Content Sponsored by Dayton Metro Library
Where do good books come from? New York? London? L.A.? How about right here in Dayton, Ohio?
“Dayton is a cradle of creativity filled with published writers who have a passion to share and inspire through the written word,” said Jennifer Spillman, Manager of Adult Services for the Dayton Metro Library. “We are proud to showcase their work for our community to read, enjoy and embrace.” The Main Library in downtown Dayton has a Local Authors Collection; reserve titles online and they’ll be sent to the Library nearest you.
More than 100 local authors will gather at the Dayton Book Expo and Local Authors Event on Saturday, April 25, 11:00 a.m.-4:00 p.m. at Sinclair Community College’s Ponitz Center. This free event brings writers, readers and book lovers of all sorts together to share inspiration, talk about their craft and promote great books. While the event focuses on local writers, international bestselling author Graeme Simsion joins the event via Skype at 1:30 p.m. Simsion is the author of this year’s Big Read book, The Rosie Project. Each year the Big Read encourages area residents to read and talk about the same book. The Rosie Event: A Skype with Author Graeme Simsion wraps up this year’s Big Read.
Spillman knows “who’s who” in the local literary circle, and she offers this list of writers to explore. Each of them has titles in the Dayton Metro Library’s collection, so check them out! Your neighbor, your kid’s teacher, or the person who pulls up next to you at a red light just might have written your next favorite book.
(Poet) Dr. Herbert Martin is a retired English professor from the University of Dayton known as much for his performances as Paul Laurence Dunbar as his own poetry. He has four books at the Dayton Metro Library, plus commentaries in a number of Paul Laurence Dunbar books. Video of his performance as Dunbar is available in the Library’s Local History collection.
(Poet) Dr. David Garrison taught Spanish and Portuguese at Wright State University. His poems have appeared widely in journals such as Connecticut Review, Poem and Rattle, as well as several anthologies. Two poems from his book, Sweeping the Cemetery, were read by Garrison Keillor on “The Writer’s Almanac,” and one was included in Keillor’s Good Poems: American Places.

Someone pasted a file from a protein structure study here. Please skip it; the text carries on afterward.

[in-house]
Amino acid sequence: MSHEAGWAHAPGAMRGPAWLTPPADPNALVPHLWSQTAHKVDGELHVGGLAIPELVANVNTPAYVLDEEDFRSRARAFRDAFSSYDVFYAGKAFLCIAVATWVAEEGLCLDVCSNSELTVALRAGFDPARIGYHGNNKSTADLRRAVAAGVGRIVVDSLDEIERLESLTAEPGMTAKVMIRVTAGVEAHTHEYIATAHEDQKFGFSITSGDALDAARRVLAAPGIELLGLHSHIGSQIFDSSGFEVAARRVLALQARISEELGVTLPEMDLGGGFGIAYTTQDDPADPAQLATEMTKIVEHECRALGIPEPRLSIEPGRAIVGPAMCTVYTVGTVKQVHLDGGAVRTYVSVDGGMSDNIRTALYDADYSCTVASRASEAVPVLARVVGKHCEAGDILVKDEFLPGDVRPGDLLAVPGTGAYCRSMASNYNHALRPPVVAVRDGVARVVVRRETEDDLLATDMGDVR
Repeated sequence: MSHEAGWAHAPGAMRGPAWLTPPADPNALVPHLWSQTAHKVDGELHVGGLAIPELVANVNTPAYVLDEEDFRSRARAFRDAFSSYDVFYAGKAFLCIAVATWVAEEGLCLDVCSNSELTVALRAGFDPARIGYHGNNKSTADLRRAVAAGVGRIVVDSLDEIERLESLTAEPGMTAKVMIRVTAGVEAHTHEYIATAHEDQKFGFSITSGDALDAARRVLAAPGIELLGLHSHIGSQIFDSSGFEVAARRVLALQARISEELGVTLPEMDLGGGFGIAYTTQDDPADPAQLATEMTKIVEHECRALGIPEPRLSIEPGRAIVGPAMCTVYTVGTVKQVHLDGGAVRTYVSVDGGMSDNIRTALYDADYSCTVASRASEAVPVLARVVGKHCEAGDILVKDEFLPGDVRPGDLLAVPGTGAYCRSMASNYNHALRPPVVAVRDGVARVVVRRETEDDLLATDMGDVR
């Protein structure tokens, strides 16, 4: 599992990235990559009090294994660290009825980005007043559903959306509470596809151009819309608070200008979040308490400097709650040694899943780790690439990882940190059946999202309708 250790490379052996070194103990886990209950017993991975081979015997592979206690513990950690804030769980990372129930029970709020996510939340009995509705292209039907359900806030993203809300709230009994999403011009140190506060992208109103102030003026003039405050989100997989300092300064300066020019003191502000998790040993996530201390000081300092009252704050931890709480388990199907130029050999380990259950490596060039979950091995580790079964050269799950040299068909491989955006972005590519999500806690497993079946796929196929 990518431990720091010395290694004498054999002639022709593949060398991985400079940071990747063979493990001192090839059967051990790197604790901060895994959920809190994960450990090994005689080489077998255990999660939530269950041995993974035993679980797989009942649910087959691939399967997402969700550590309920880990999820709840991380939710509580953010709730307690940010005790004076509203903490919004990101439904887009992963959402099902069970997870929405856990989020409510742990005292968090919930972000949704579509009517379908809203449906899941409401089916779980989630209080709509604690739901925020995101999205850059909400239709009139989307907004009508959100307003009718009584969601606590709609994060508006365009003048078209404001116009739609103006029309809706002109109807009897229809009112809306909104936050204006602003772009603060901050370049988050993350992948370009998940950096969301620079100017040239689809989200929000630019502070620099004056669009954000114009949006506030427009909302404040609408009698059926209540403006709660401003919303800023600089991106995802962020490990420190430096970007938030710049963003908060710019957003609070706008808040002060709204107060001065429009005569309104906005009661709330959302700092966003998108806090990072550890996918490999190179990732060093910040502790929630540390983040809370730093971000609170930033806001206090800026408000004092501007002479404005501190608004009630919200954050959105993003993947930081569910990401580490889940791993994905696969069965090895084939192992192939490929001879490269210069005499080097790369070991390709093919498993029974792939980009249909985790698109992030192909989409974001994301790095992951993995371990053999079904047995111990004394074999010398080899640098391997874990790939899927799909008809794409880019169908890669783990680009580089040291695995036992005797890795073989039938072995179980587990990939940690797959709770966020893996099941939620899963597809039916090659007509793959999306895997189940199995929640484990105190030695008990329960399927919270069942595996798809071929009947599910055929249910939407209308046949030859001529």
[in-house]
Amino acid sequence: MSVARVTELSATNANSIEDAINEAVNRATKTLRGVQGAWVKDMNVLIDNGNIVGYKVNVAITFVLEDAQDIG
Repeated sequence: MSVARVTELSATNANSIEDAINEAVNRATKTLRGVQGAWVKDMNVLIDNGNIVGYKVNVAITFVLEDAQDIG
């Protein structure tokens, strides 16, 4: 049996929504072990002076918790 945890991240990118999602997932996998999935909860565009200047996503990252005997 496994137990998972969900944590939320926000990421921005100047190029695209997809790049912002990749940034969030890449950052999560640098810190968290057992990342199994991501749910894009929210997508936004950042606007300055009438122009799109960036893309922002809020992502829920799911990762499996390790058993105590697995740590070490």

(Nonfiction) Steve Bennish first became interested in journalism through reading his hometown newspaper. He covers the political economy, transportation, energy and natural resources beats and has worked for Cox Media Group, publisher of the Dayton Daily News, for the past 18 years. His books Scrappers and A City of Neighbors are at the Dayton Metro Library.
(Fiction) Tim Waggoner has published close to 30 novels and three short story collections, and his articles on writing have appeared in Writer’s Digest and Writers’ Journal, among other publications. He teaches creative writing at Sinclair Community College and in Seton Hill University’s Master of Fine Arts in Writing Popular Fiction program and plans to keep writing “until he keels over dead.”
(Sci-Fi Fantasy Fiction) Read C.V. Hunt’s bio, and you’ll get an idea of her unconventional nature: “C.V. Hunt lives in Yellow Springs, Ohio. She’s the author of several unpopular books.” She may describe her work as unpopular but we beg to differ. The Dayton Metro Library offers Danse Macabre, Legacy, Phantom and The Endlessly Trilogy among her titles.
(Sci-Fi Fiction) John Scalzi has been “taunting the tauntable since 1998” and is a film critic/columnist, writer/editor, freelance writer and novelist. He’s written the award-winning sci-fi The Old Man’s War Novels; Agent to the Stars (2005); The Android’s Dream (2006); Fuzzy Nation (2011); Redshirts: A Novel With Three Codas (2012); and Lock In (2014).
(Sci Fi & Futurist) Born in the Caribbean, Tobias S. Buckell is a New York Times Bestselling author. His novels and over 50 short stories have been translated into 17 languages. He has been nominated for the Hugo, Nebula, Prometheus and the John W. Campbell Award for Best New Science Fiction Author.
(Fiction) Katrina Kittle has taught middle and high school English and theater. She’s the author of Traveling Light, Two Truths and a Lie, and The Blessings of the Animals. Her novel The Kindness of Strangers was a winner of the 2006 Great Lakes Book Award for Fiction. The Blessings of the Animals was chosen by the Women’s National Book Association as one of 10 Great Group Reads for National Book Group Month (October 2010). Katrina’s first tween novel, Reasons to Be Happy, was published in 2011.
For more information on the Dayton Book Expo, Local Authors Event or the Skype session with Graeme Simsion, call the Dayton Metro Library at (937) 463-BOOK or visit DaytonMetroLibrary.org.